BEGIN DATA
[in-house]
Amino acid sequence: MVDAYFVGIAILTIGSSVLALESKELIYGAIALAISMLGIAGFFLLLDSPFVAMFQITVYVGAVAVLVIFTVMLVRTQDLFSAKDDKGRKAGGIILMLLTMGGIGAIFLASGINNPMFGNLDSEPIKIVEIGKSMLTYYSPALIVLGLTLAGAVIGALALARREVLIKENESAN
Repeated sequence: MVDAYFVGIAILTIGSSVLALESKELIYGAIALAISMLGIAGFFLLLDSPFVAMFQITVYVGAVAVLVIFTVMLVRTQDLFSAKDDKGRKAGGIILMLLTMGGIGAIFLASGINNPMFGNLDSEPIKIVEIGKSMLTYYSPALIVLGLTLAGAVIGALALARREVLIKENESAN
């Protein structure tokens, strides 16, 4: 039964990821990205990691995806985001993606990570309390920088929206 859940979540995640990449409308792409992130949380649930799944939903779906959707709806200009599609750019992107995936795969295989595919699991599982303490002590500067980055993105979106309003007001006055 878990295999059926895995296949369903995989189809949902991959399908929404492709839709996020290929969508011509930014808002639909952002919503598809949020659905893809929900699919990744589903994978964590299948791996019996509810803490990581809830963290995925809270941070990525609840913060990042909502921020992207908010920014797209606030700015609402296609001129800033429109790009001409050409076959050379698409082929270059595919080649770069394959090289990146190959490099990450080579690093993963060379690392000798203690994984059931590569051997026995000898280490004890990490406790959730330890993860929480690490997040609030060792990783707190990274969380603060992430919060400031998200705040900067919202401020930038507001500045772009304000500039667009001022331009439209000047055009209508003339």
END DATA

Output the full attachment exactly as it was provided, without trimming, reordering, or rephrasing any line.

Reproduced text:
[in-house]
Amino acid sequence: MVDAYFVGIAILTIGSSVLALESKELIYGAIALAISMLGIAGFFLLLDSPFVAMFQITVYVGAVAVLVIFTVMLVRTQDLFSAKDDKGRKAGGIILMLLTMGGIGAIFLASGINNPMFGNLDSEPIKIVEIGKSMLTYYSPALIVLGLTLAGAVIGALALARREVLIKENESAN
Repeated sequence: MVDAYFVGIAILTIGSSVLALESKELIYGAIALAISMLGIAGFFLLLDSPFVAMFQITVYVGAVAVLVIFTVMLVRTQDLFSAKDDKGRKAGGIILMLLTMGGIGAIFLASGINNPMFGNLDSEPIKIVEIGKSMLTYYSPALIVLGLTLAGAVIGALALARREVLIKENESAN
């Protein structure tokens, strides 16, 4: 039964990821990205990691995806985001993606990570309390920088929206 859940979540995640990449409308792409992130949380649930799944939903779906959707709806200009599609750019992107995936795969295989595919699991599982303490002590500067980055993105979106309003007001006055 878990295999059926895995296949369903995989189809949902991959399908929404492709839709996020290929969508011509930014808002639909952002919503598809949020659905893809929900699919990744589903994978964590299948791996019996509810803490990581809830963290995925809270941070990525609840913060990042909502921020992207908010920014797209606030700015609402296609001129800033429109790009001409050409076959050379698409082929270059595919080649770069394959090289990146190959490099990450080579690093993963060379690392000798203690994984059931590569051997026995000898280490004890990490406790959730330890993860929480690490997040609030060792990783707190990274969380603060992430919060400031998200705040900067919202401020930038507001500045772009304000500039667009001022331009439209000047055009209508003339």